News Americas, NEW YORK, NY, Fri. May 15, 2020: Just weeks prior to the March 2, 2020 elections in the South American CARICOM nation of Guyana, headlines such as ‘Global Oil’s New King Of The Heap,’ ‘The World’s Largest Oil Producing Country Per Person In The 2020s,’ and ‘No Longer Frontier Country,’ emerged in global publications like Forbes, The Economist and oil and gas publications, while the tagline: “The Dubai Of The Caribbean,’ emerged in some local political and Caribbean regional circles.
All thanks almost completely to the discovery of massive amounts of fossil fuel in Guyana by Exxon Mobil in May 2015.
International investors, global banks and institutions rushed to do business with the tiny nation of less than 800,000 people, as the International Monetary Fund, (IMF), forecasted economic growth of 86 percent this year. Once dismissed and ignored by even its regional neighbors, suddenly, business leaders from Trinidad and Tobago, Jamaica and Barbados were flocking to Guyana to set up companies to suction their piece of the world’s new black gold empire.
One creative Guyanese singer, Tyron Parke, even crafted an entire song that spoke to this new ‘black gold rush,’ that was simply titled: the “Guyana Oil Song.” As Parke succinctly put it in the Guyanese vernacular: “Guyana gat oil and everybody want smile with we. Everybody want be fuh we friend.”
Guyana’s normally dormant travel and tourism industry began buzzing, with features of Best Places To Travel In 2020 in National Geographic, Good Morning America, the New York Times and even with top chef Gordon Ramsey. And a country, where air travel was once a scarce commodity, soon secured interest from global airlines as American Airlines, which began flying there, as Jet Blue announced flights would commence in May 2020.
Guyana looked poised for take-off, and many Guyanese in its overseas Diasporas – regardless of ethnic identity or political affiliation – were gushing and united with pride. No one seemed concerned about ethnicity. For once, many seemed happy saying they were simply “Guyanese.”
To most, it seemed that Guyana was finally leaving behind the international stigma of the Jonestown massacre of 1978, and the poverty and dictatorship that had marked most of its independent years and led to a huge exodus of human capital around the world. It looked like the so-called El Dorado of the Americas was finally taking its place as the new ‘Golden Child.’
But all that changed almost overnight – or to be exact – two days after the results of the elections of the March 2, 2020 vote were delayed, and kept being delayed by the Guyana Election Commission, (GECOM). Until it was announced in controversy – and all hell broke loose amid allegations of fraud from opposition parties and international observers.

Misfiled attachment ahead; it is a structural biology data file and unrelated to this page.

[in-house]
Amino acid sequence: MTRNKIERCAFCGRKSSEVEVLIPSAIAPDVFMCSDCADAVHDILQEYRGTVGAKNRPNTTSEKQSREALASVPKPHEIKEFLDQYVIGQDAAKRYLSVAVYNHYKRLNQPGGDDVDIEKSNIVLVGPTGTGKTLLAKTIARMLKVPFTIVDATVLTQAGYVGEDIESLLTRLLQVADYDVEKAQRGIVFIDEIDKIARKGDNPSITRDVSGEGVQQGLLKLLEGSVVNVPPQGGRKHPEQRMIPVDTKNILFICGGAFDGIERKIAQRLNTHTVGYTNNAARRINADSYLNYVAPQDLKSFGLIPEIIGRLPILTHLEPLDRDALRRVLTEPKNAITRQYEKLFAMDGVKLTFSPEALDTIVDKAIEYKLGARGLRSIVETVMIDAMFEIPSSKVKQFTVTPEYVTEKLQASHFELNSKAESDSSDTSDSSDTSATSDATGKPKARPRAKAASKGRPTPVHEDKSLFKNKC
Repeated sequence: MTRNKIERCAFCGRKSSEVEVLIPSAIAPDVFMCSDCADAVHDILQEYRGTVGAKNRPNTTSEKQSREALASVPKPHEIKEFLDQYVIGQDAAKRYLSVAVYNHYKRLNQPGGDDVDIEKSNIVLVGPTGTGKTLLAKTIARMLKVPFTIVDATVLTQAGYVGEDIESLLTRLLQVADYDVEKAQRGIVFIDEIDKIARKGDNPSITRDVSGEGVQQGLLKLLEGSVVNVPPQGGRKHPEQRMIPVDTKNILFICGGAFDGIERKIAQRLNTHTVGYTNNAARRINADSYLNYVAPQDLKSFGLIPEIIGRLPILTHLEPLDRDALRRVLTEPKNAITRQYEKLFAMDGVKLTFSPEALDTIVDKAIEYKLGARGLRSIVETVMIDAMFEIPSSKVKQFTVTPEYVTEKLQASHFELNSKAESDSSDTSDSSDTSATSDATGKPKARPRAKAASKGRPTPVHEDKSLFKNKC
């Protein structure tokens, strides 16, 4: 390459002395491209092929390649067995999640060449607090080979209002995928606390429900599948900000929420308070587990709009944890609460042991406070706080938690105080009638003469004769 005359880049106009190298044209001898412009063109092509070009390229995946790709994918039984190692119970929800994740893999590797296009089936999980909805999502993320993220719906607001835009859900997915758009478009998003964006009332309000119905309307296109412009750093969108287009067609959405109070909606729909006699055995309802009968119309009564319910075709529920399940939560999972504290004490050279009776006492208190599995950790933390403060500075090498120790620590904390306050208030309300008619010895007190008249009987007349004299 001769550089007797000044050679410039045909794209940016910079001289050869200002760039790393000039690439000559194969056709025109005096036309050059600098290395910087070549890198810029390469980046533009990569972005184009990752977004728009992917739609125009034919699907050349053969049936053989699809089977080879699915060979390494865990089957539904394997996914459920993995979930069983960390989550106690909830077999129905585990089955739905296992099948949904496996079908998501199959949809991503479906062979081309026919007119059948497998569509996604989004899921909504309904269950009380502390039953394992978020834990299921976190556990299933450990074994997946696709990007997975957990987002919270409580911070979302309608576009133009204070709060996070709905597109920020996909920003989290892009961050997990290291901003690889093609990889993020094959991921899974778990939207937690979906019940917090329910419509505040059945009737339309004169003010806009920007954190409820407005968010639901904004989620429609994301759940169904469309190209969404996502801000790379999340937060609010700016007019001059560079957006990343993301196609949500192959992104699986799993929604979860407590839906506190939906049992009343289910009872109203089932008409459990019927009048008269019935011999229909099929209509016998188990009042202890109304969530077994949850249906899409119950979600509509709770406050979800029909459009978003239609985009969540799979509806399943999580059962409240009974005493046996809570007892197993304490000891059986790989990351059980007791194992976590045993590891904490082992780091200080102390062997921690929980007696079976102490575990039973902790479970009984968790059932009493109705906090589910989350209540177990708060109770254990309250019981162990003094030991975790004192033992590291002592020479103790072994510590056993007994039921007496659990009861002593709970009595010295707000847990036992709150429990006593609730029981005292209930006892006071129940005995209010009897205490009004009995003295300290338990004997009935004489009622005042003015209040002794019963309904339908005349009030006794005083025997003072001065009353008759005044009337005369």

In a country, where racial distrust has been a hallmark ever since colonizers hijacked the country from its first people, The Amerindians, and introduced African slaves and then Indian indentured servants into the equation, the elections of 2020 swiftly turned back the hands on any racial and political progress.
In a nation of six races and a growing number of mixed race Guyanese, the ‘UFC’ main event was again a showdown between the incumbent coalition, A Partnership For National Unity + Alliance for Change, (APNU+AFC), and the main opposition People’s Progressive Party/Civic (PPP/C), which sadly became one that pitted the descendants of slaves and indentured servants against each other, based largely on political affiliation or racial identity. The drama is still being played out on social and international media for all the world to see.
The glorious headlines have been quickly replaced by ones that now scream of voter fraud, rigging, chaos and political crisis, as privately, investors worry about sanctions and pass on investment opportunities.
And it has only gotten worse, as Guyanese voters keep on waiting for the results of their March vote – more than two months later. Amid lawsuits, nasty politicking, and a recount two months overdue, Guyana has scorched the millions it had generated in positive publicity, as Western and US leaders continue almost weekly to threaten sanctions; as a bipartisan group of several US senators and congress members reiterate the need for a free, fair and transparent recount and election results, and as former Jamaica Prime Minister, Bruce Golding and Head of the OAS observer mission to Guyana’s March 2nd elections, told the world this week he has “never seen a more transparent effort to alter the results of an election.”
Speaking at a virtual regular meeting of the OAS on Wednesday to present the preliminary report of the observer mission, Golding shocked many by citing specific ballot box numbers to demonstrate the fixing of numbers by the GECOM District Four Returning Officer in favor of the APNU+AFC party.
The revelation has undoubtedly cast Guyana backwards to a dark time in its election history that many felt they had moved way beyond. Without an accurate and transparent recount now, there is no doubt that the country – oil rich or not – will be in prime position for harsh economic sanctions – much like their neighbor Venezuela; obliterating the budding business and economic trust that was peeking up from the hard ground of decades of authoritarianism, corruption, racism and mismanaged economic policies.
Guyana – the newly lauded ‘Golden Child’ on the world stage – has sadly returned back to wearing the crown of ‘Pariah’ – all in 73 days.
EDITOR’S NOTE: Felicia J. Persaud is a US-based Guyanese-born entrepreneur and the founder of News Americas, CaribPR Wire and Invest Caribbean, the global private sector investment agency of the Caribbean.